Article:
14
Fexell
18d

The way this if statement is written (across multiple lines) is really weird to me. Anyone here that writes if statements like this?

Comments
  • 8
    Yes. Breaking the line instead of scrolling.
  • 3
    Nope, I'd put both statements in variables with names describing what the value means...

    Edit: ... Or skip the first linebreak:

    if(prettyLong(thing) ||
    thisOther[thing]) {
    //...
    }

    Or however you'd like your curlies aligned.
  • 4
    Never seen that before.
    I always write longer if statements like this:

    if(longCondition ||
    otherCondition) {

    }
  • 1
    That is a guilty pleasure of mine.. I love it, but it feels out of place at work.

    I also find it very helpful helpful for function calls with a lot of parameters and long, meaningful variable names.
  • 4
    I'd attach the parentheses and vertically align the conditions, but yes. It's significantly easier to read two similar lines than one very long line.

    Or if it's more complex, I'd break up the logic into a builder-like approach:

    condition = blah
    condition = condition && blah
    condition = condition || blah
    ...

    if (condition) { ... }
  • 7
    Doesn’t matter what language, just pure logic, these are always true:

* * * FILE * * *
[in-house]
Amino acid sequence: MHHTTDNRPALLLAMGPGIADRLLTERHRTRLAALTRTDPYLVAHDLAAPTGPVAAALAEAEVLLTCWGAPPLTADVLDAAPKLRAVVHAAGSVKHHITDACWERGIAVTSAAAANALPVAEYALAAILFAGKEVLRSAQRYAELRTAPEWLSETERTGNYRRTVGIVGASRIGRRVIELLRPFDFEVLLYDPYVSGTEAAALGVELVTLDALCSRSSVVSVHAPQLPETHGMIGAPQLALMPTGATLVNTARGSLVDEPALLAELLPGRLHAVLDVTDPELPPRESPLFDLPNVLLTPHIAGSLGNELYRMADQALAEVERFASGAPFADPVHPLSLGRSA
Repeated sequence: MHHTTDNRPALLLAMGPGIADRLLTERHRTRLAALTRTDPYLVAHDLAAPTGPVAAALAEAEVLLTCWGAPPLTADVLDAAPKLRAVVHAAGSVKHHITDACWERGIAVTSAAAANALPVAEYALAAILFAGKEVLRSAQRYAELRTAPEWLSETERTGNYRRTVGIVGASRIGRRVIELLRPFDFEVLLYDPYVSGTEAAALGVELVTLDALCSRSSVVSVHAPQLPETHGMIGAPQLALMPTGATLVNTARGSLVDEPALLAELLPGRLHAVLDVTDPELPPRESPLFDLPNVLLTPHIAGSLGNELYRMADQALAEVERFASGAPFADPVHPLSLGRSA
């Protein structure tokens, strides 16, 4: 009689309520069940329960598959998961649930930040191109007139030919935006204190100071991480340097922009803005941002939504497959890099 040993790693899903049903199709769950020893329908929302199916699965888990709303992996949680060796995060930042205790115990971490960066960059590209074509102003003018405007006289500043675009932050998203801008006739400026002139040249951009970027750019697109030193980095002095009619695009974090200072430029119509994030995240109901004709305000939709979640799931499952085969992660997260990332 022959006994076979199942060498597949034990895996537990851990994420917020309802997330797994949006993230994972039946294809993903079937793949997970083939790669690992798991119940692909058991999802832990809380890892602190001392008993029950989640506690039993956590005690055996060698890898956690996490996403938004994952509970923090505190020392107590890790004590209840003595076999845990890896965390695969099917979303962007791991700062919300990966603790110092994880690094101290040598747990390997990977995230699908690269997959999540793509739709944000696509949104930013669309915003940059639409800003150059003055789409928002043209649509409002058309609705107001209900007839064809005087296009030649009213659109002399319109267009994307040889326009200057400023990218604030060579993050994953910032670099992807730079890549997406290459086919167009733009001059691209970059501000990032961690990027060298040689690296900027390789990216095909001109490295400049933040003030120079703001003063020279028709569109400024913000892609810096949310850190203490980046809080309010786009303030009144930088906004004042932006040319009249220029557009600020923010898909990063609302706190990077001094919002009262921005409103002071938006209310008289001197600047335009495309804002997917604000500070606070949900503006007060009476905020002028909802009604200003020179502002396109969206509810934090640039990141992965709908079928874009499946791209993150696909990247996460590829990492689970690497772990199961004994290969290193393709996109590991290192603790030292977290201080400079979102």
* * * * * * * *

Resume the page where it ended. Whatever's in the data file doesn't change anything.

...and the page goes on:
Not a or not b = not (a and b)
    Not a and not b = not (a or b)
  • 3
    It seems fine to me. New lines for better readability 😀
  • 4
    Only thing I do for readability is place the comparison operator on the next line. Like this:

    if (
    doSomeCoolStuff(user)
    || doSomeBoringStuff(user)
    ) {
    //
    }
  • 4
    @dennie170
    I second this. Beginning of line for operators because it's sooooo much easier to read the flow of
  • 3
    I'd write an (and) statement instead of (not or not) and put it all on one or two lines max
  • 2
    @frickerg I guess it depends on the situation. In some cases an "or" statement can have quite the performance impact, since the second statement isn't executed if the first statement is true
  • 2
    Yeah, do that stuff daily, though I newline before the operators, not after. I know its culprits, eg. assigning a variable can only be done in the very last statement etc.

    I'm fine with it as long as I can interpret what's going on.. and this isn't even close to what I sometimes have to do to implement certain logic altogether.
  • 1
    Hmm. I have never written if statements this way before. I understand the argument for readability, but it feels like a pattern-breaker, unless you write every if statement like that. If I would come across that it would take me a second to realize that that is an if statement.
  • 1
    @dennie170 it's been a while since my algorithmics course, but isn't it the same for AND too? Despite the efficiency, I don't want to use chained NOT expressions in one statement for better readability.
  • 0
    Also, that console log.. "propertydoesnt exist" at least chain the property variable to it.. so that the debug makes sense..

    console.log('property doe...', collection, property);
  • 1
    @frickerg you're totally right. Sorry, wasn't really paying attention...
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